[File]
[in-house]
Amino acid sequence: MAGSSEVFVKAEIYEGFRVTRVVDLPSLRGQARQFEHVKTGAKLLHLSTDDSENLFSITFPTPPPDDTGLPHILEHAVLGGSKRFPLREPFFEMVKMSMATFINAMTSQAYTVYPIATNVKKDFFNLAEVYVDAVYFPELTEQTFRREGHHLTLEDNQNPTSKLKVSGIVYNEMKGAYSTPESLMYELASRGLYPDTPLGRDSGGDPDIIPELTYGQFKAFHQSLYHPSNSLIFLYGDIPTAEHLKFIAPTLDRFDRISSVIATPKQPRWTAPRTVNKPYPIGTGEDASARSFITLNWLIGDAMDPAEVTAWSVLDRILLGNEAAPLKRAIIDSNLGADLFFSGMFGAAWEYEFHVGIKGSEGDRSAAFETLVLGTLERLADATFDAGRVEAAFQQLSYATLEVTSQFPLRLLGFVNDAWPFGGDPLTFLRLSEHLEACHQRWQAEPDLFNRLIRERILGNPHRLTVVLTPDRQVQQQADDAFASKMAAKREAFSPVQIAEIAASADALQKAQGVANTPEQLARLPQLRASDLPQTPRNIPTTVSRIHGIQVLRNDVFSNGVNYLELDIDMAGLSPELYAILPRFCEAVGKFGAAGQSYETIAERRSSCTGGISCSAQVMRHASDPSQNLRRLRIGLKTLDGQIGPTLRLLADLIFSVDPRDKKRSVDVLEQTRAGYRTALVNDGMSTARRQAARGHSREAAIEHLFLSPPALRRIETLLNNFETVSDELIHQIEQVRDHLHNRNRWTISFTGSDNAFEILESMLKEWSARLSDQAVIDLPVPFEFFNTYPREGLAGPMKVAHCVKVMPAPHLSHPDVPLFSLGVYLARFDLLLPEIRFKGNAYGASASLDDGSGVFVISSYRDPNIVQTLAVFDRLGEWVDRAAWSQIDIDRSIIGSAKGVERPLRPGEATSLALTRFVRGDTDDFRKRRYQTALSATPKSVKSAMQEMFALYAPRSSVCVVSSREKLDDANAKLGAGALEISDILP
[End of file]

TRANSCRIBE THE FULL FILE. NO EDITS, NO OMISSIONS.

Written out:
[in-house]
Amino acid sequence: MAGSSEVFVKAEIYEGFRVTRVVDLPSLRGQARQFEHVKTGAKLLHLSTDDSENLFSITFPTPPPDDTGLPHILEHAVLGGSKRFPLREPFFEMVKMSMATFINAMTSQAYTVYPIATNVKKDFFNLAEVYVDAVYFPELTEQTFRREGHHLTLEDNQNPTSKLKVSGIVYNEMKGAYSTPESLMYELASRGLYPDTPLGRDSGGDPDIIPELTYGQFKAFHQSLYHPSNSLIFLYGDIPTAEHLKFIAPTLDRFDRISSVIATPKQPRWTAPRTVNKPYPIGTGEDASARSFITLNWLIGDAMDPAEVTAWSVLDRILLGNEAAPLKRAIIDSNLGADLFFSGMFGAAWEYEFHVGIKGSEGDRSAAFETLVLGTLERLADATFDAGRVEAAFQQLSYATLEVTSQFPLRLLGFVNDAWPFGGDPLTFLRLSEHLEACHQRWQAEPDLFNRLIRERILGNPHRLTVVLTPDRQVQQQADDAFASKMAAKREAFSPVQIAEIAASADALQKAQGVANTPEQLARLPQLRASDLPQTPRNIPTTVSRIHGIQVLRNDVFSNGVNYLELDIDMAGLSPELYAILPRFCEAVGKFGAAGQSYETIAERRSSCTGGISCSAQVMRHASDPSQNLRRLRIGLKTLDGQIGPTLRLLADLIFSVDPRDKKRSVDVLEQTRAGYRTALVNDGMSTARRQAARGHSREAAIEHLFLSPPALRRIETLLNNFETVSDELIHQIEQVRDHLHNRNRWTISFTGSDNAFEILESMLKEWSARLSDQAVIDLPVPFEFFNTYPREGLAGPMKVAHCVKVMPAPHLSHPDVPLFSLGVYLARFDLLLPEIRFKGNAYGASASLDDGSGVFVISSYRDPNIVQTLAVFDRLGEWVDRAAWSQIDIDRSIIGSAKGVERPLRPGEATSLALTRFVRGDTDDFRKRRYQTALSATPKSVKSAMQEMFALYAPRSSVCVVSSREKLDDANAKLGAGALEISDILP